Project scope

UX designers focus more on the big picture and the overall problem, whereas UI designers focus more on the details, finetuning the interface from top to bottom, and adding finishing touches to make the experience as pleasant and productive as possible!

Soft skills

  • UX designers: listening, observation, patience, reactivity
  • UI designers: creativity, precision, attention to detail

UX vs UI: conceptual and visual in symbiosis

While these two disciplines are quite distinct, UX and UI are complementary and unavoidable for creating an excellent user experience. Let's take the example of the UI designer who determines the size and color of the button. The UX designer, on the other hand, will define its utility.

This is why a large part of employers looking for a UX designer specify "UX/UI designer" to recruit an expert profile, capable of conceptualizing and designing the user experience.

By simultaneously demonstrating these two skills, professional UX/UI designers are able to create interfaces that meet the criteria of  responsive design. Thus, they're able to create applications that are usable and accessible across all user interfaces—no matter what the screen resolution is.

UX vs UI design: trends and tools

What are the UX vs UI trends in 2021?

And yes, the UX UI world is also subject to the changing moods of trends!

What can we expect this time?

  • No more bright colors: we leave room for sobriety with soft and relaxing colors.
  • Goodbye bright mode, hello dark mode! In addition to being better for our eyes, dark mode is both elegant and modern.
  • Welcome to bold, eye-catching typography. Web and mobile applications created in 2021 are full of them...
  • Preferred minimalism: Only the most important elements are shown!
  • Animations, animations, animations: we like when our pages move and make us dream.


And for your viewing pleasure, here is a compilation of the best examples of UX design:

On computer


On mobile

 



Which UX vs UI tools should I use in 2021?

  • Adobe XD: an all-in-one rapid prototyping tool for creating wireframes, interactive prototypes, and facilitating the design of web and/or mobile applications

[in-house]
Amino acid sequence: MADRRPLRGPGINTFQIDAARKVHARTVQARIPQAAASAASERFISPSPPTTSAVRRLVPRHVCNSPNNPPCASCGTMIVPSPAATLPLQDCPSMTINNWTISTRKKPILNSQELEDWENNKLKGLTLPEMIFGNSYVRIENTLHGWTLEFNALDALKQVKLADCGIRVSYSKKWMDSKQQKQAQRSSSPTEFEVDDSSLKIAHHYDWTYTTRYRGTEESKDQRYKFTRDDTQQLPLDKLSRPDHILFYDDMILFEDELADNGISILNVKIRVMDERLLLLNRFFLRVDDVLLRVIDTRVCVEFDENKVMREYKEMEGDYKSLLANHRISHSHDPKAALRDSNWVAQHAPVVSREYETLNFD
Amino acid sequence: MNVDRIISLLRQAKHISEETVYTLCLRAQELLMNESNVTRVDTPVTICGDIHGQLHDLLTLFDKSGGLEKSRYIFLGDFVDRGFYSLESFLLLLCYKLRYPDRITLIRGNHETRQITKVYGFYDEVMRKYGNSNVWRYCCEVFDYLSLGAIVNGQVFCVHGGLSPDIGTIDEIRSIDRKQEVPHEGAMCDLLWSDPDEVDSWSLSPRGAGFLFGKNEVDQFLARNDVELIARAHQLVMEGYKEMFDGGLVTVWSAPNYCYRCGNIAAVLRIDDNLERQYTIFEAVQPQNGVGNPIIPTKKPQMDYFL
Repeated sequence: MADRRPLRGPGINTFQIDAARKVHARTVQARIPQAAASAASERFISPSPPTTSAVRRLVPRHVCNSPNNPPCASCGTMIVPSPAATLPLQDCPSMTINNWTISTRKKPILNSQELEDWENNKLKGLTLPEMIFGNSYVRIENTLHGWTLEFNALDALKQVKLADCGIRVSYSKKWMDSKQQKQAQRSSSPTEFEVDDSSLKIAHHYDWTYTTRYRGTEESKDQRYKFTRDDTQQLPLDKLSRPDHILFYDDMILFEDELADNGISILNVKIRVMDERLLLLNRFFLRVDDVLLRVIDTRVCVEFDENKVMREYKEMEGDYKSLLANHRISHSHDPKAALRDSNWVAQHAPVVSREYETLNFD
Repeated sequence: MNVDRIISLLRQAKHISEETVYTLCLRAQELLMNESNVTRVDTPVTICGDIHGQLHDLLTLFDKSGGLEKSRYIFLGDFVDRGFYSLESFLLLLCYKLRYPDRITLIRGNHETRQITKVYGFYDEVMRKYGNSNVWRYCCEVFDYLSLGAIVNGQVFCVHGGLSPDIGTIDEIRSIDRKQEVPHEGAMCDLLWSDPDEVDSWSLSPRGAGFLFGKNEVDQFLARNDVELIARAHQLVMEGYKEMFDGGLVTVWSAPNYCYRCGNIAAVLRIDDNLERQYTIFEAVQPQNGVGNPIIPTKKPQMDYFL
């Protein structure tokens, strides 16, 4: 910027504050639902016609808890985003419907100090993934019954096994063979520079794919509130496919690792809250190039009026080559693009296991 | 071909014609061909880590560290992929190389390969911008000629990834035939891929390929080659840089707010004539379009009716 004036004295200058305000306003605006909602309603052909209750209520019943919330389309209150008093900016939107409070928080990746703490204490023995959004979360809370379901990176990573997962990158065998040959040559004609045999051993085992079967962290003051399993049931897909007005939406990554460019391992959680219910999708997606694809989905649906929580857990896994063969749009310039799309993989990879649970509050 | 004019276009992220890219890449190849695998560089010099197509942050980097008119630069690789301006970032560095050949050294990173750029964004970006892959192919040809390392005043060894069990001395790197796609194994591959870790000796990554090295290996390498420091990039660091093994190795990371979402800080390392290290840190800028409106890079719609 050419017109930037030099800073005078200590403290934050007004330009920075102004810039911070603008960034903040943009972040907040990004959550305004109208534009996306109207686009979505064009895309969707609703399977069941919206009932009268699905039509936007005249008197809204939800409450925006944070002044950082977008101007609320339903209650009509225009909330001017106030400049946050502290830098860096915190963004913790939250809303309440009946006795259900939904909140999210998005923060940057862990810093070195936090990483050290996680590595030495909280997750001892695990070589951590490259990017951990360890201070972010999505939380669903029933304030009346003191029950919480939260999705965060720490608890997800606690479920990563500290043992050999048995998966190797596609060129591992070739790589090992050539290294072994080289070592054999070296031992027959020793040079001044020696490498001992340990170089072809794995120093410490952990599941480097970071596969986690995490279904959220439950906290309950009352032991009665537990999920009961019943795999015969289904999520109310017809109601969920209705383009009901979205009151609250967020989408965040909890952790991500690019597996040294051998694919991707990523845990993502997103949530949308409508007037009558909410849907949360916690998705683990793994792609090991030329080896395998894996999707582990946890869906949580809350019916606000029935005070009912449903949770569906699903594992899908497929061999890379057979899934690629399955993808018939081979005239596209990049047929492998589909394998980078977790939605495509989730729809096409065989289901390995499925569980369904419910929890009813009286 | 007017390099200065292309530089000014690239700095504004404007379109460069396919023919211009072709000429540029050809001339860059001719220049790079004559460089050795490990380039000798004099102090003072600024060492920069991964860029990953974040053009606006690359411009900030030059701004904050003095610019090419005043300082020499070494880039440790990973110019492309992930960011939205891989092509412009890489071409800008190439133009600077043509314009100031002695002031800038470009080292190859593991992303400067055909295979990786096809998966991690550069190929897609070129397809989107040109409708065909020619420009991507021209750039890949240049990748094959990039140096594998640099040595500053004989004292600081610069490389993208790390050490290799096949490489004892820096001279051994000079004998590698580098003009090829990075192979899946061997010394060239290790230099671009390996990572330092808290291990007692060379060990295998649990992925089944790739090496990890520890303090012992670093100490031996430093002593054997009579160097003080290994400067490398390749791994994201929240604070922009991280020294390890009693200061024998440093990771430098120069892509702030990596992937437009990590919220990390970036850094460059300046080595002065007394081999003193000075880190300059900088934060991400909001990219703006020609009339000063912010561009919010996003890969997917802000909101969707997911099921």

• Figma: collaborative prototyping tool where you can work online, remotely, live, and with several people
  • InVision: another collaborative tool that allows teams and customers to not only directly place their comments, but also to view earlier versions of the prototype
  • Zeplin: an interface simplifying communication between teams and making it easier to find your way around by automatically generating all the colors, fonts, sizes, etc. in a style guide
  • Marvel: a solution that helps quickly create animated models in just a few clicks. The Marvel application is available on Android and iOS to test live models in mobile version.
  • Maze: a very efficient tool for performing questionnaires and user tests remotely to generate detailed reports more quickly and easily
  • Miro: a virtual whiteboard perfect for combining productivity and collaboration between product and project managers, designers, web and mobile developers, and marketing teams

UX vs UI: what conclusion?

If you still have any doubts about the distinction between UX/UI after reading this article, here's a brief summary to clear things up:

UX designers are responsible for the entire user experience and for understanding user's needs. They help find solutions to improve this experience.

UI designers enhance the look and feel for users by representing the ideas of the UX designer while facilitating use and accessibility of the interface, helping users understand how to use the interface and guiding them through it (with calls to action, for example).

UX vs UI: to go further